At Sun ’n’ Fun, Ananda visited all the iPad developers to see if they were interested in the Mini G. Goldstein and Shankle jumped on the opportunity, and the result is the AHRS-driven WingX SV, which costs $99.95 a year (in addition to the $99.95 cost of WingX Pro7).
WingX SV uses the high-resolution terrain database derived from NASA’s Space Shuttle ground imaging program. In WingX SV, a zero-pitch line shows the aircraft’s attitude in relation to nearby terrain. And terrain and obstacles above or slightly below the airplane’s altitude are color-coded red and yellow. Pilots can position WingX at any airport and use SV to “look” around an airport to get a preview of the terrain.
GlobalAir.com’s new fuel price iPad/iPhone app delivers up-to-date avgas and jet-A prices in a simple and intuitive format. Unlike many other aviation apps that try to cram in as many features as possible, FBO Fuel Prices has only one purpose: to help you find the lowest 100LL and jet-A prices at airports in the U.S.
The app, which went live in Apple’s AppStore during AirVenture, sells for $3.99. You can search for airports using airport IDs or by city and state. A range selector lets you see fuel prices at nearby airports. After the user enters the airport, the app outputs a list of airports within the selected range, including the lowest price at each airport as well as its longest runway, the distance from the selected airport and whether the fuel is full or self-serve. The airports appear in two formats on a split screen. The top shows a Google map with push-pin symbols next to each airport, and you can touch the pin to pull up that airport’s information. The bottom of the split screen shows the listed airports.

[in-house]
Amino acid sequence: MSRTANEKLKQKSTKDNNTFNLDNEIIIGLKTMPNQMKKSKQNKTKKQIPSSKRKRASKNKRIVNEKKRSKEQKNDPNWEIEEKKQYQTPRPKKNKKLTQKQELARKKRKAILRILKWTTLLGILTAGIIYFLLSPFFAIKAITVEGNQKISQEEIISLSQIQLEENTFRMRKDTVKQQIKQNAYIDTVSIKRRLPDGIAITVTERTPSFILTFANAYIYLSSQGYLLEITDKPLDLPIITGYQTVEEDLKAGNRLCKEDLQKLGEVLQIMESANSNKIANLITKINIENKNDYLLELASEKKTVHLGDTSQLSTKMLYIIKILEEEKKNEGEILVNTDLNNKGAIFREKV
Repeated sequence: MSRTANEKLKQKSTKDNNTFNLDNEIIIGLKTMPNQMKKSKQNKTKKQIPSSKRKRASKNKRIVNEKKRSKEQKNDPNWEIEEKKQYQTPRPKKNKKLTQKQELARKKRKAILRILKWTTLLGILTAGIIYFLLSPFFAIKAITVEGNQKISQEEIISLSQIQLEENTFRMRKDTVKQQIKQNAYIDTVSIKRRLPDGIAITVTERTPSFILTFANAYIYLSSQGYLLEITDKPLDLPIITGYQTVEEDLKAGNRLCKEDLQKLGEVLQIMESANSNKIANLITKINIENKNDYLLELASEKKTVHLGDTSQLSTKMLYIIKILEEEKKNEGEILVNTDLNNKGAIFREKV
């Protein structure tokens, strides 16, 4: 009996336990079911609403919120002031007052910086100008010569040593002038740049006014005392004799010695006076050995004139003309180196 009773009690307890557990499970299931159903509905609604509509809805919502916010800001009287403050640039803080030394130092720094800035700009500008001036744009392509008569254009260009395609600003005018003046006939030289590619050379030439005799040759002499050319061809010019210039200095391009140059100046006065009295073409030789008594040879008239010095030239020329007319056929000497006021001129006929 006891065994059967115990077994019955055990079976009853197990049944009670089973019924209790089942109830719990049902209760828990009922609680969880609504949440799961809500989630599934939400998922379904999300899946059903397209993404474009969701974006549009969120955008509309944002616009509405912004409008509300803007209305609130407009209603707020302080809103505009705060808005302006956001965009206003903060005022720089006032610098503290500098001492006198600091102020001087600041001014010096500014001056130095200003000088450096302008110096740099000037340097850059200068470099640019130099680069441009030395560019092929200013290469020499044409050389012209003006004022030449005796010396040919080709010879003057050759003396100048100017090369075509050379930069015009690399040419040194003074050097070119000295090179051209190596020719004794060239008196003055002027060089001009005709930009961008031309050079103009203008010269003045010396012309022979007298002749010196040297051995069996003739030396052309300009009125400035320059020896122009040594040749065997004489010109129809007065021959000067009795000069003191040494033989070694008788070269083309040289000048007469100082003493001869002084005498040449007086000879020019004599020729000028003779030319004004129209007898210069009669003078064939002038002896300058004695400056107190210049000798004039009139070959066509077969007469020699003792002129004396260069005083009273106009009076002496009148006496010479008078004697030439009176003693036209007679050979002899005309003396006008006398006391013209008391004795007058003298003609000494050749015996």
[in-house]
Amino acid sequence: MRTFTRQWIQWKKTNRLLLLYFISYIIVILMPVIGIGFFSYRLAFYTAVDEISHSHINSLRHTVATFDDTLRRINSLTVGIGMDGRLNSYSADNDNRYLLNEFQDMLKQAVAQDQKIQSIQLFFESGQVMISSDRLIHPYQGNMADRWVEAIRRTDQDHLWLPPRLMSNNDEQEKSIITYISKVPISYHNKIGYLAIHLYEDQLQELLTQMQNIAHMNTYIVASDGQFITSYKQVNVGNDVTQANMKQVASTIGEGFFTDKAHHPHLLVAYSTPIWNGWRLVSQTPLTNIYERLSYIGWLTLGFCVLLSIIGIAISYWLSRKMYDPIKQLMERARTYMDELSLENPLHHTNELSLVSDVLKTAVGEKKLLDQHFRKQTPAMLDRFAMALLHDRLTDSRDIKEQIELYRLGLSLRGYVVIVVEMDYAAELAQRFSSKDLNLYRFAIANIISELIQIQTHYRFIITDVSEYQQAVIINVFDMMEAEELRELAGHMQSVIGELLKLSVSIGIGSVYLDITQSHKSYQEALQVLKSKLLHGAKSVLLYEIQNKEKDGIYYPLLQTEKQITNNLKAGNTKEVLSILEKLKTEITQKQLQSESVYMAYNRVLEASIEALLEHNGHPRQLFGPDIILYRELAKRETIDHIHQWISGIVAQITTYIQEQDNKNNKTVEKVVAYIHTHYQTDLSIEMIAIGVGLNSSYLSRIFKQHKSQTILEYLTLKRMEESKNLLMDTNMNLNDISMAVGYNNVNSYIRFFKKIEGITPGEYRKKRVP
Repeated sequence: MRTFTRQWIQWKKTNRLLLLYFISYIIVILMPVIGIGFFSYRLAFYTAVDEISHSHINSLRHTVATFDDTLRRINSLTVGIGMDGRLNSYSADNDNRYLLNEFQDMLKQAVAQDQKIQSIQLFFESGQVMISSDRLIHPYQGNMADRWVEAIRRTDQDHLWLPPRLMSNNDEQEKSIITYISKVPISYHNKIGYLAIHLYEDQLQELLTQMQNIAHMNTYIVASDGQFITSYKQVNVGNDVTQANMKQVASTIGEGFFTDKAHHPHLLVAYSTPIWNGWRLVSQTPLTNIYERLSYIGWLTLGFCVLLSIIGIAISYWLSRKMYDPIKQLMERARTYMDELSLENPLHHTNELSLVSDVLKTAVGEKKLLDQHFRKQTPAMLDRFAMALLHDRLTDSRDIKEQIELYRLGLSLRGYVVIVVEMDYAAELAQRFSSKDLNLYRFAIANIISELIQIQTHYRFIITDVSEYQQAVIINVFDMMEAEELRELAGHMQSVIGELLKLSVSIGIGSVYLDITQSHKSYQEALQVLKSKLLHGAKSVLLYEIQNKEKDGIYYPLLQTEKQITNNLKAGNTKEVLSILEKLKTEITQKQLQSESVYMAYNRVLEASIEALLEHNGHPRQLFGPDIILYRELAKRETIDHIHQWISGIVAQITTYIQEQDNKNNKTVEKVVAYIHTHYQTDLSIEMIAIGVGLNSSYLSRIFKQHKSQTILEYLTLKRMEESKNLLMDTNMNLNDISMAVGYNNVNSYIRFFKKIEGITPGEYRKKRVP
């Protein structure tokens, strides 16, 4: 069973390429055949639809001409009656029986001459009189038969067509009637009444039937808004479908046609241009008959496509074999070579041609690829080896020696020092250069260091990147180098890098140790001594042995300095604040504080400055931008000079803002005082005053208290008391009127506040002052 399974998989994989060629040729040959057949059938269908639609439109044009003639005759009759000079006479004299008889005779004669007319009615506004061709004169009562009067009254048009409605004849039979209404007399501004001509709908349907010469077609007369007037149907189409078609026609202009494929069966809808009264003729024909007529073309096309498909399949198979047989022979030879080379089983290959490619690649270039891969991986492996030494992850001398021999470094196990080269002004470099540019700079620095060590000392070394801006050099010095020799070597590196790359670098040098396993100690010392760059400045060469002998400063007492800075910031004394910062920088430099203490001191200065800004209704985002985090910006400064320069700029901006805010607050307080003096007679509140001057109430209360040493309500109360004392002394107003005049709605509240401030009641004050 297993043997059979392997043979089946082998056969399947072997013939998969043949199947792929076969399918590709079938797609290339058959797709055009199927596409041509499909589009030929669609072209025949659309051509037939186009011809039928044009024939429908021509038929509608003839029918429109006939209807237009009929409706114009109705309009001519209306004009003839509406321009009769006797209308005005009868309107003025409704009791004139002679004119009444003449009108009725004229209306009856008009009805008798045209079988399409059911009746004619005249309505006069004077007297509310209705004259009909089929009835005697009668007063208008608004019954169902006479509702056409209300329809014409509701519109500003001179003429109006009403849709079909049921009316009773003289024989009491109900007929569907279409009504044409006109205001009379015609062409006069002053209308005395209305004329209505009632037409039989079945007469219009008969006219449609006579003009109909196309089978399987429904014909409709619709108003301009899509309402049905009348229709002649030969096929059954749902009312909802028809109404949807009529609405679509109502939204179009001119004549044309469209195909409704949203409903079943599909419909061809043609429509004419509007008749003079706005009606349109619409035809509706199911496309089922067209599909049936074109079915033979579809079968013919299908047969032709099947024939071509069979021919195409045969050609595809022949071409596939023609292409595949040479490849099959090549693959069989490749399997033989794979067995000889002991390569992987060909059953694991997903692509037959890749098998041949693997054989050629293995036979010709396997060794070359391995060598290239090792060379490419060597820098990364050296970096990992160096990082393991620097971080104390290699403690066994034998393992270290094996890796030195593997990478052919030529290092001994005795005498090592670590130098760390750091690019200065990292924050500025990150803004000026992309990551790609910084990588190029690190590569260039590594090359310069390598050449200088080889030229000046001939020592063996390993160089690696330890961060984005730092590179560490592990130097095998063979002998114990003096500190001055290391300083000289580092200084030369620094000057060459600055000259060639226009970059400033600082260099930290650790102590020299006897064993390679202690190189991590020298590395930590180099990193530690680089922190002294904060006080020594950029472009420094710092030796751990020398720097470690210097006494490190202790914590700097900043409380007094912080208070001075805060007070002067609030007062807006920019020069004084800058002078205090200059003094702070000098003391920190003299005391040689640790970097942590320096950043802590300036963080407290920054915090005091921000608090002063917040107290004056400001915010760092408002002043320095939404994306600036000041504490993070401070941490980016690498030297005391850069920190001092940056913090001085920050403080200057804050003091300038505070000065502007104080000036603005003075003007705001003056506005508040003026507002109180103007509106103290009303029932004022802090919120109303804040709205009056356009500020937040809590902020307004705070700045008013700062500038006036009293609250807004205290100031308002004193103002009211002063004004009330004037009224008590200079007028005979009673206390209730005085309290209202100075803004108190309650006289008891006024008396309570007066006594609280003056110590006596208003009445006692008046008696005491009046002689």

The list itself is a handy feature; you can quickly see that flying an extra 10 miles from a major metropolitan airport will save you dollars per gallon. Touch the airport, and the next screen shows the FBOs at the airport and their fuel prices, including the last date that prices were updated. Each FBO has a contact button so you can email the FBO with arrival plans or questions about services, ramp fees and so on.
While FBO Fuel Prices needs to connect to the Internet to update the data and to connect to the Airport Resource Center, the app’s developer cleverly made it work offline, too. As long as you update the data before you take off, you can use FBO Fuel Prices in the air to pick a reasonably priced destination.
Avidyne also signaled that it is joining the push into touchscreen avionics control with the launch of the IFD540 FMS/GPS/navcom system. The IFD540 is a plug-and-play replacement for Garmin’s GNS530 navigator, slotting into the Garmin tray and taking up the same panel real estate. The 10-watt IFD540 will begin shipping in the second half of next year and retails for $16,995. A 16-watt upgrade costs $4,995. Integrated Taws-B will be available for $7,995. The IFD540 weighs exactly the same as the GNS530, thus no change to the weight-and-balance form is needed, although the equipment list and logbooks will need updating.
In keeping with the goal of making its avionics easy to use, Avidyne retains dedicated buttons and line select keys in the IFD540 so pilots can use either the touchscreen or physical controls. “You can do virtually all functions in either mode,” said Avidyne president and CEO Dan Schwinn. “We realized that dual-mode is a useful thing and think it’s going to be an advantage.”